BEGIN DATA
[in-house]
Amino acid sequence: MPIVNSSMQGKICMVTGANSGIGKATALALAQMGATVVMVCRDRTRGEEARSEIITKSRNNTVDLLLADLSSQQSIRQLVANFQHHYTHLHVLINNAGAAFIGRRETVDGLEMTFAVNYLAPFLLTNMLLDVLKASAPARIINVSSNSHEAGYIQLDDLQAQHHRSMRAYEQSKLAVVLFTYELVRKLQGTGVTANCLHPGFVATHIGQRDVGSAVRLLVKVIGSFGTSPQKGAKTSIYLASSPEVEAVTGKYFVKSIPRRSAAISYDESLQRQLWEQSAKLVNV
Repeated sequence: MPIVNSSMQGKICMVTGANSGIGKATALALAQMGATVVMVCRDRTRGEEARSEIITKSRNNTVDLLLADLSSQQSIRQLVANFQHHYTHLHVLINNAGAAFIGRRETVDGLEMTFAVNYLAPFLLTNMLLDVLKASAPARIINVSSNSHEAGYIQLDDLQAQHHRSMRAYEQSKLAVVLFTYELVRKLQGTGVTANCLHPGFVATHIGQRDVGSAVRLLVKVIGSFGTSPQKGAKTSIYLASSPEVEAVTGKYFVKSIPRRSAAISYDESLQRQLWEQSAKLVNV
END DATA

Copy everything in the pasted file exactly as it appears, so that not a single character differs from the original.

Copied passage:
[in-house]
Amino acid sequence: MPIVNSSMQGKICMVTGANSGIGKATALALAQMGATVVMVCRDRTRGEEARSEIITKSRNNTVDLLLADLSSQQSIRQLVANFQHHYTHLHVLINNAGAAFIGRRETVDGLEMTFAVNYLAPFLLTNMLLDVLKASAPARIINVSSNSHEAGYIQLDDLQAQHHRSMRAYEQSKLAVVLFTYELVRKLQGTGVTANCLHPGFVATHIGQRDVGSAVRLLVKVIGSFGTSPQKGAKTSIYLASSPEVEAVTGKYFVKSIPRRSAAISYDESLQRQLWEQSAKLVNV
Repeated sequence: MPIVNSSMQGKICMVTGANSGIGKATALALAQMGATVVMVCRDRTRGEEARSEIITKSRNNTVDLLLADLSSQQSIRQLVANFQHHYTHLHVLINNAGAAFIGRRETVDGLEMTFAVNYLAPFLLTNMLLDVLKASAPARIINVSSNSHEAGYIQLDDLQAQHHRSMRAYEQSKLAVVLFTYELVRKLQGTGVTANCLHPGFVATHIGQRDVGSAVRLLVKVIGSFGTSPQKGAKTSIYLASSPEVEAVTGKYFVKSIPRRSAAISYDESLQRQLWEQSAKLVNV